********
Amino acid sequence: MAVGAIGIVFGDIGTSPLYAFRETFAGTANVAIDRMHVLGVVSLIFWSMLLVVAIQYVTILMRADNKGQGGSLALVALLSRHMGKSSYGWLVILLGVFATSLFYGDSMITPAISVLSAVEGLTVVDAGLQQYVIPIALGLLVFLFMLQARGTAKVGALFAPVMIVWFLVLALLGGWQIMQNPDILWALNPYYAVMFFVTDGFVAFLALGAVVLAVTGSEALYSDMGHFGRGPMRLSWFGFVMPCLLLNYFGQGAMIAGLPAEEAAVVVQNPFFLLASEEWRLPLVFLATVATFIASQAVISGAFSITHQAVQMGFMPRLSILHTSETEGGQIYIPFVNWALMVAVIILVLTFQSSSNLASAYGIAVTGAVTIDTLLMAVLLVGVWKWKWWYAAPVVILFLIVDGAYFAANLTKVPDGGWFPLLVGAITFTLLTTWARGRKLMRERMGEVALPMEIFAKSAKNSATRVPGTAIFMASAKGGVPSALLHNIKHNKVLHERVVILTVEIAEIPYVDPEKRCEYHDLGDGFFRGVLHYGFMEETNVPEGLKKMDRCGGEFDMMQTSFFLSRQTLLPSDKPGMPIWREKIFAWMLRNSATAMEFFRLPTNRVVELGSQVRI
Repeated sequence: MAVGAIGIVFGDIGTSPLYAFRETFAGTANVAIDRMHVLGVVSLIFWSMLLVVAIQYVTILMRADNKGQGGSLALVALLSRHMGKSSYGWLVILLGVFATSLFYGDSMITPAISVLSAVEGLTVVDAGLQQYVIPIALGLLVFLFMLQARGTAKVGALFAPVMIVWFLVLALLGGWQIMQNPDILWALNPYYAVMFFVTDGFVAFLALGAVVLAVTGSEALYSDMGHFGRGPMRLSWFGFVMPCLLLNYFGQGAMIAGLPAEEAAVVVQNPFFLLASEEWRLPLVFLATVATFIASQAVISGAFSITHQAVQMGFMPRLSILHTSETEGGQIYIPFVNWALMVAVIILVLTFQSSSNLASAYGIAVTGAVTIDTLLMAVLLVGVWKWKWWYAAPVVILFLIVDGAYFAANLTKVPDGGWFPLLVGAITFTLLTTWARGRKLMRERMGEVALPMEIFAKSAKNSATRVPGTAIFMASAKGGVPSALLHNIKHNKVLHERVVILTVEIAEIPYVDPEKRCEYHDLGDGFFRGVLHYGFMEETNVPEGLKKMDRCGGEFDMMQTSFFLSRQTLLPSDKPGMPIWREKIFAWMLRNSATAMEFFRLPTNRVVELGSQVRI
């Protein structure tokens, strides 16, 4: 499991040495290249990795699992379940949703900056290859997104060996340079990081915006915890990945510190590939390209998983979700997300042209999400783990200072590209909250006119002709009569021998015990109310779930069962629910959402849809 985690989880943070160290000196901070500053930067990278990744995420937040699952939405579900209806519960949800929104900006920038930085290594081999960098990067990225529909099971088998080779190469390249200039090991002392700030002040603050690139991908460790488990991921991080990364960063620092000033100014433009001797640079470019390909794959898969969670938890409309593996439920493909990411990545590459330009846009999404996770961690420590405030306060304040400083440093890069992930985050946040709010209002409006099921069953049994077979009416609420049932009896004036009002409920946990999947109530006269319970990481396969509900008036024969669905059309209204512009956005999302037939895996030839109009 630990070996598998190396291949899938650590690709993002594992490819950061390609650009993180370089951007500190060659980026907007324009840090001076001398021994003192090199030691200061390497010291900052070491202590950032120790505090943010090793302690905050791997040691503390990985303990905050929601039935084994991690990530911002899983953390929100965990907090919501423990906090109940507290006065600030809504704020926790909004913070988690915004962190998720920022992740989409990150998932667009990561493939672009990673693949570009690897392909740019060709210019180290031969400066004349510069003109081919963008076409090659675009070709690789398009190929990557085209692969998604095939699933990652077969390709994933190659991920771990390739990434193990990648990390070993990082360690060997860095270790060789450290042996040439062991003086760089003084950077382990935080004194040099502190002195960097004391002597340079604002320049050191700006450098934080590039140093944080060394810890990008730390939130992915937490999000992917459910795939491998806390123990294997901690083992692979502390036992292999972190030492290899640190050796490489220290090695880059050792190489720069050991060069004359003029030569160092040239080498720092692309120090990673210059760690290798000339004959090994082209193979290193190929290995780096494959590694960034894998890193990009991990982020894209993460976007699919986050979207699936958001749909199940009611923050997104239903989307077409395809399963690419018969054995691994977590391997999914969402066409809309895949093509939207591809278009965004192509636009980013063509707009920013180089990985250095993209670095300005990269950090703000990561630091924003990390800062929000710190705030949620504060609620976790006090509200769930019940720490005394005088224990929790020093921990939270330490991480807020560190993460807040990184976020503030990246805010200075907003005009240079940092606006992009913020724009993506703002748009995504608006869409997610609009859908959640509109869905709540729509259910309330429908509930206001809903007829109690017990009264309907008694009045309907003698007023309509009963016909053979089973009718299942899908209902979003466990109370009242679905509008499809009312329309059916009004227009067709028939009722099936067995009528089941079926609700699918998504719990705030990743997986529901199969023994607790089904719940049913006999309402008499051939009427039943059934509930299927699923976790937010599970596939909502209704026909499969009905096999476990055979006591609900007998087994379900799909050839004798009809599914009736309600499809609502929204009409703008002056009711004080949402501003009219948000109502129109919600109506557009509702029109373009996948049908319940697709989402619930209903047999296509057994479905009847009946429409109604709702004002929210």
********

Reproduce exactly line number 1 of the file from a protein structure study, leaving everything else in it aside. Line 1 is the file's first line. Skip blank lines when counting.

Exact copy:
Amino acid sequence: MAVGAIGIVFGDIGTSPLYAFRETFAGTANVAIDRMHVLGVVSLIFWSMLLVVAIQYVTILMRADNKGQGGSLALVALLSRHMGKSSYGWLVILLGVFATSLFYGDSMITPAISVLSAVEGLTVVDAGLQQYVIPIALGLLVFLFMLQARGTAKVGALFAPVMIVWFLVLALLGGWQIMQNPDILWALNPYYAVMFFVTDGFVAFLALGAVVLAVTGSEALYSDMGHFGRGPMRLSWFGFVMPCLLLNYFGQGAMIAGLPAEEAAVVVQNPFFLLASEEWRLPLVFLATVATFIASQAVISGAFSITHQAVQMGFMPRLSILHTSETEGGQIYIPFVNWALMVAVIILVLTFQSSSNLASAYGIAVTGAVTIDTLLMAVLLVGVWKWKWWYAAPVVILFLIVDGAYFAANLTKVPDGGWFPLLVGAITFTLLTTWARGRKLMRERMGEVALPMEIFAKSAKNSATRVPGTAIFMASAKGGVPSALLHNIKHNKVLHERVVILTVEIAEIPYVDPEKRCEYHDLGDGFFRGVLHYGFMEETNVPEGLKKMDRCGGEFDMMQTSFFLSRQTLLPSDKPGMPIWREKIFAWMLRNSATAMEFFRLPTNRVVELGSQVRI